Businesses with a high volume of real estate leases, like retailers, typically have a real estate manager who oversees all of their leases. Companies with a large number of equipment leases – think healthcare and manufacturing – may have a dedicated equipment manager. And finally, some companies have a general lease manager to maintain all leases, regardless of type. The person charged with lease management responsibilities can sit under the accounting, operations, or legal departments.
Managing leases is highly collaborative work, especially in large organizations. Lease managers route information amongst teams who may never work closely together. Because they play a central role in executing and managing information on leases, they need to be detail-oriented and strong communicators who can understand the nuances of each lease and communicate it to stakeholders in the back office and in the field.
With the “what” and the “who” addressed, let’s look at the “how.” Just as ownership of lease management responsibilities varies, so do the tools used to complete the work. That being said, lease management tools can be viewed in two buckets: Excel and lease management software.
It’s not uncommon for Excel to be the go-to tool for lease management. It doesn’t come at any additional cost, most professionals know how to use it, and you can configure an Excel spreadsheet however you like. However, Excel has shortcomings that make lease management more time-consuming and error-prone.We’ve covered some of the pitfalls of Excel in relation to lease accounting before. Many of those same issues apply to lease management. Without automated alerts, rent abatements and concessions are missed, resulting in thousands of dollars in unnecessary costs. Plus, the time and effort it takes to build and maintain a spreadsheet takes away from other important tasks. Companies with more than 20 leases need a more sophisticated solution.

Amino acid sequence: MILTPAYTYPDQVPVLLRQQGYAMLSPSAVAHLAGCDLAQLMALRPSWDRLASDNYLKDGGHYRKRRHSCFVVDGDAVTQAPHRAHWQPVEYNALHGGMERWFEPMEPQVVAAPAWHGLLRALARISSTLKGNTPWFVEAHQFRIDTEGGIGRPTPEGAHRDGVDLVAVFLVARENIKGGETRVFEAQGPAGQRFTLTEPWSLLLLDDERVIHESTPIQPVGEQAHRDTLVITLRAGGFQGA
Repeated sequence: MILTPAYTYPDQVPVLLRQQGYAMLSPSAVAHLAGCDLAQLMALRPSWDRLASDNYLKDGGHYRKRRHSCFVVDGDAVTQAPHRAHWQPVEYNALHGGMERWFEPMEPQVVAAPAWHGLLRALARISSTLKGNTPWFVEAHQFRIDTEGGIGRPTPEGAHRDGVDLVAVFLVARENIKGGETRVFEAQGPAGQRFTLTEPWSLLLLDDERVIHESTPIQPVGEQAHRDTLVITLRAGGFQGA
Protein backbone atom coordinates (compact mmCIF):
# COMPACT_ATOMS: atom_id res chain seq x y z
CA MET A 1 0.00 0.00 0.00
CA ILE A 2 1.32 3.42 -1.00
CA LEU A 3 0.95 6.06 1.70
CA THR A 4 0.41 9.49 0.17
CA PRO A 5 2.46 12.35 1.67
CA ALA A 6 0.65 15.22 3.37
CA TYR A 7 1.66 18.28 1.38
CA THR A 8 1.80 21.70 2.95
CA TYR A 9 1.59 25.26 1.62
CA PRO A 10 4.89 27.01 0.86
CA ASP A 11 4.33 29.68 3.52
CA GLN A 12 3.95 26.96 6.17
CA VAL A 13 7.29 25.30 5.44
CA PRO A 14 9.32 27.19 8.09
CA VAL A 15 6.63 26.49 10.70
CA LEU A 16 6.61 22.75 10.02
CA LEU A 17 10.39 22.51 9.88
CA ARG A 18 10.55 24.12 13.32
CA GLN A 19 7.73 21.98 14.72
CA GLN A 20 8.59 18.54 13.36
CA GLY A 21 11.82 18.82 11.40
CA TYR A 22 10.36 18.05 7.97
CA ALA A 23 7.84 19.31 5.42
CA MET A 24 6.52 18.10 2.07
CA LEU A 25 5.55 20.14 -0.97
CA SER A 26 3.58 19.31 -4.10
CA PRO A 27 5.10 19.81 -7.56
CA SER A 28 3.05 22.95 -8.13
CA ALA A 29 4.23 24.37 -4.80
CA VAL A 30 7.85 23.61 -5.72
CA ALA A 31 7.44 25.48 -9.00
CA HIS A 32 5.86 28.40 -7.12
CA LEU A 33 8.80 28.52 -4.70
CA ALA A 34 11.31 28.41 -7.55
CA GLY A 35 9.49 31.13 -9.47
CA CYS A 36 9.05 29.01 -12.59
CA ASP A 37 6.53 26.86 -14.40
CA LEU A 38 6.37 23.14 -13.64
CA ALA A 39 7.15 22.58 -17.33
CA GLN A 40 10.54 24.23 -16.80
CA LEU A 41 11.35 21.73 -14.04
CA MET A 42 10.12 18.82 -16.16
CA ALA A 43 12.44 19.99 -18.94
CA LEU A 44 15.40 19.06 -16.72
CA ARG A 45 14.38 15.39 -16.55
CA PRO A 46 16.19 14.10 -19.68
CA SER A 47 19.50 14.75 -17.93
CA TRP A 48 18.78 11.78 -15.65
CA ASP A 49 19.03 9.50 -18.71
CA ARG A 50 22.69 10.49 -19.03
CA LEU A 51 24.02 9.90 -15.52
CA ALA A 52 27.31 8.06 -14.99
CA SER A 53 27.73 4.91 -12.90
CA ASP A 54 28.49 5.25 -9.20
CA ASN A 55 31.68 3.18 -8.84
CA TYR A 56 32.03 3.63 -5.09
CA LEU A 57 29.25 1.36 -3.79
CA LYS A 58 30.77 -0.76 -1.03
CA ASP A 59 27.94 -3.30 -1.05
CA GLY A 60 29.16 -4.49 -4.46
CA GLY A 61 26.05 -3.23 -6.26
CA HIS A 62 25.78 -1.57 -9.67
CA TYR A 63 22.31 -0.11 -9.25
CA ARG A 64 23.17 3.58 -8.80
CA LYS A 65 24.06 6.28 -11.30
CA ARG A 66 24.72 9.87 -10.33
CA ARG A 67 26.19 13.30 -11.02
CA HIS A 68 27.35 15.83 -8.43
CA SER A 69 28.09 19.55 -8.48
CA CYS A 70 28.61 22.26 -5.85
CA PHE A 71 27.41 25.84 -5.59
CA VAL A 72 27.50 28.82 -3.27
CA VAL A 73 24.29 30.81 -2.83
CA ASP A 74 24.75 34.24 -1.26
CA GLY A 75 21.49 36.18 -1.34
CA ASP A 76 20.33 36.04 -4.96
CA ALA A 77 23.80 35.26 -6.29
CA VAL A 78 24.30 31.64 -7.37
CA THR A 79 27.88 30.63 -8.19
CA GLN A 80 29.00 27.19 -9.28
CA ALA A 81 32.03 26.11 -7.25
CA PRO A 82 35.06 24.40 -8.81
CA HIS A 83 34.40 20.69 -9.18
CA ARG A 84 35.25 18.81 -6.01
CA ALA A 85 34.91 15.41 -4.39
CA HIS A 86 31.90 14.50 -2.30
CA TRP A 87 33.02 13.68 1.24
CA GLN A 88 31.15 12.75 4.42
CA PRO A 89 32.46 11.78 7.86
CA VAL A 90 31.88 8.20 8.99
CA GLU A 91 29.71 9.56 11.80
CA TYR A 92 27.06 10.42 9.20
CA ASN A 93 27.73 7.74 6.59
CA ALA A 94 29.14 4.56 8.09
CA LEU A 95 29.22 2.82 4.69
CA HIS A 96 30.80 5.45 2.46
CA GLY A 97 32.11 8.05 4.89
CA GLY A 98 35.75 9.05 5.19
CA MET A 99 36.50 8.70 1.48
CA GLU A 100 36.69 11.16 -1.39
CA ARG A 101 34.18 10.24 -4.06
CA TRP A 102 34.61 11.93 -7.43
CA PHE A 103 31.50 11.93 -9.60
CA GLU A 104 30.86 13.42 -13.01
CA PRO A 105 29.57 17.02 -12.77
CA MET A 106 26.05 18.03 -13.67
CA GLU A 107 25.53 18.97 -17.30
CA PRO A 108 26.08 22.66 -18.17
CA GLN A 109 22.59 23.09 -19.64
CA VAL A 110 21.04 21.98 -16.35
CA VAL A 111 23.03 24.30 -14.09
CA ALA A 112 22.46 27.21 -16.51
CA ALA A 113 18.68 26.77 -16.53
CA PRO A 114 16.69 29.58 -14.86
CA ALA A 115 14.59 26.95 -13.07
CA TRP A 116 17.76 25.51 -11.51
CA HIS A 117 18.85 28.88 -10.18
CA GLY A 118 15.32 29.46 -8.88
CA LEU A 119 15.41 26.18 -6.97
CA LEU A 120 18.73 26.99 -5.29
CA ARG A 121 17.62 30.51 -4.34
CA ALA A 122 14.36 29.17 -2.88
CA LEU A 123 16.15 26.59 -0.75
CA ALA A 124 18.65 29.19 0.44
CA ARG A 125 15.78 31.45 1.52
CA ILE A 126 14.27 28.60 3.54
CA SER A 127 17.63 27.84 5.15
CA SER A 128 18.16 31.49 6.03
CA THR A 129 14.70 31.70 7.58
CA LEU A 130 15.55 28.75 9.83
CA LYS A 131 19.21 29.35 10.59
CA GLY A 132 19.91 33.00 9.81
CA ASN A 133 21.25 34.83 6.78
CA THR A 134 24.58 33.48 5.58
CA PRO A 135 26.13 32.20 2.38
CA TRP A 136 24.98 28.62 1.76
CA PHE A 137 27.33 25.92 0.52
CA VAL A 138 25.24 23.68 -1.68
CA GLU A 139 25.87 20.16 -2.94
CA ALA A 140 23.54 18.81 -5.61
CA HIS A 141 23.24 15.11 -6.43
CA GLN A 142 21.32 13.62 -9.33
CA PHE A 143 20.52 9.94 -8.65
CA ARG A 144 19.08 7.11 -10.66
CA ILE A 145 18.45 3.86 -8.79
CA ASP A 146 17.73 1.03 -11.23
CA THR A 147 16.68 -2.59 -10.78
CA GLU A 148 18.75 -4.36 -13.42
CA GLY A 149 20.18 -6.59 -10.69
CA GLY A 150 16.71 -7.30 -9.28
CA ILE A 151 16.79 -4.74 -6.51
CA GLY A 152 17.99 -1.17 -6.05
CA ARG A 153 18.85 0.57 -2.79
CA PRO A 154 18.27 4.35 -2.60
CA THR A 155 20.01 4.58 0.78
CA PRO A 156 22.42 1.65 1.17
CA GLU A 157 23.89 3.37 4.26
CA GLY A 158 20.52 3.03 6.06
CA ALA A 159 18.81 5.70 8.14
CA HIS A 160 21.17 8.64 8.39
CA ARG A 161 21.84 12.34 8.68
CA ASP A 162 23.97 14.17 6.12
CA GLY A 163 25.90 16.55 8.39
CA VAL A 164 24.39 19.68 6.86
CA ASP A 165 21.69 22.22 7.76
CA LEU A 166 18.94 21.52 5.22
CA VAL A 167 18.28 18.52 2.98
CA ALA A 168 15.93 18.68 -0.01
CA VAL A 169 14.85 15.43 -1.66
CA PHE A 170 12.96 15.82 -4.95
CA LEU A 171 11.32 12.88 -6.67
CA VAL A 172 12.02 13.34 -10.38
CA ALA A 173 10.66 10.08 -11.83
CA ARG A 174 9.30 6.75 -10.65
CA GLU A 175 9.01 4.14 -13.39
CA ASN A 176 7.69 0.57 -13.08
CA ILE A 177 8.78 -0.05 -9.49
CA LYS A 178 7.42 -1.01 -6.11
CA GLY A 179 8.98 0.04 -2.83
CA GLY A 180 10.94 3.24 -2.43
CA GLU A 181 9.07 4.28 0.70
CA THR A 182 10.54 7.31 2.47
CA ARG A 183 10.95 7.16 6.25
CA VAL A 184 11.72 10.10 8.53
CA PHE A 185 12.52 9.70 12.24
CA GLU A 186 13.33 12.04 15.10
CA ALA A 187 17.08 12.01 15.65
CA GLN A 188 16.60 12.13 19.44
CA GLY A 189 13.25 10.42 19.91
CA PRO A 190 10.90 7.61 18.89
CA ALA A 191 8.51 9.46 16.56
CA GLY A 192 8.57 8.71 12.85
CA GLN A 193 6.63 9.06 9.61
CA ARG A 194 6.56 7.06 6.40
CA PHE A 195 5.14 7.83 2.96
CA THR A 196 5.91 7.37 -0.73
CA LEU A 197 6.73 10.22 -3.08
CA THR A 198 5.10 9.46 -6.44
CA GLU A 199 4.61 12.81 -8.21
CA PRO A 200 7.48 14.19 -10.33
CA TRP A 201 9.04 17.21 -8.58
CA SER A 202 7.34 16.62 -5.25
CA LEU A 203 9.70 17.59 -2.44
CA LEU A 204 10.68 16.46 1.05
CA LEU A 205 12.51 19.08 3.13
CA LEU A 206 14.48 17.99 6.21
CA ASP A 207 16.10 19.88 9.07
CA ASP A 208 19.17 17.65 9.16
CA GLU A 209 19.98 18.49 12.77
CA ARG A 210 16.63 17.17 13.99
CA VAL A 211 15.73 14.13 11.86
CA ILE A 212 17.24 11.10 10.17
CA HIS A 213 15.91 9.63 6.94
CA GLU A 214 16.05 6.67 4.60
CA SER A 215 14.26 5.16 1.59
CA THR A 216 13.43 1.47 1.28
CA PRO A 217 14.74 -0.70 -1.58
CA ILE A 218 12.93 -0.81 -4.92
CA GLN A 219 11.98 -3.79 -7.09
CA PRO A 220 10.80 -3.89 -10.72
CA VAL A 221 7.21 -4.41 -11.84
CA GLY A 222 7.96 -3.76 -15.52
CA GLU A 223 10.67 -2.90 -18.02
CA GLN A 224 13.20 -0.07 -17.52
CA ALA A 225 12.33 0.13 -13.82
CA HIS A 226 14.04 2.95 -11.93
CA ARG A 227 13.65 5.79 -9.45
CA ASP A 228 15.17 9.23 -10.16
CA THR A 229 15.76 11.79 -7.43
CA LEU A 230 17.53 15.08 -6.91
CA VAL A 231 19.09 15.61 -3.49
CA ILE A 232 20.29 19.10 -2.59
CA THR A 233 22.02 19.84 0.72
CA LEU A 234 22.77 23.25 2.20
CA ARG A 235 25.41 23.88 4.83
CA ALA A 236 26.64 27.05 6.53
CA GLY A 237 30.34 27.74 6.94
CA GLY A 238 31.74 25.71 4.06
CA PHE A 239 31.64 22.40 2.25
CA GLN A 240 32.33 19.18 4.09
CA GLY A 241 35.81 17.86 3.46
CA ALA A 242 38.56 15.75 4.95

Software makes up for Excel’s shortcomings in a number of ways. Not only can it act as a database in the same way that Excel does, but it can also be a repository for all lease documents. The process of lease abstraction and preparation for reporting alone can be simply automated with software. Lease managers need to only enter the lease once, and the software populates the abstract and database needed for reporting.
Software also makes collaboration more effective. Multiple people can be given access to provide and view documents when they need to, saving valuable time for lease managers. Because of new rules for lease accounting, companies are scrutinizing their leases more closely. Having a central source of truth for all leases makes it easier for leaders and stakeholders across the organization to put their lease portfolio in perspective. While Excel can be a powerful reporting tool, it simply doesn’t compare to the capabilities that software provides. LeaseQuery manages leases in a central repository, simplifying day-to-day tasks like tracking dates, contacts, and payments. What can sometimes require multiple formulas across several spreadsheets can be done in one simple query with LeaseQuery. The larger or more complex a company’s lease obligations are, the more they need a sophisticated system for reporting.
As leases become more visible and companies look for more ways to control costs, lease managers will play a critical role in maintaining the data that informs future financial decisions. Lease management processes and tools will continue to grow more sophisticated to support and execute lease obligations. With remote work growing more common, having lease management tools that offer centralized access to important information ensures operational effectiveness and accuracy. LeaseQuery makes managing leases easier today and sets companies up for easier, more accurate lease accounting as well.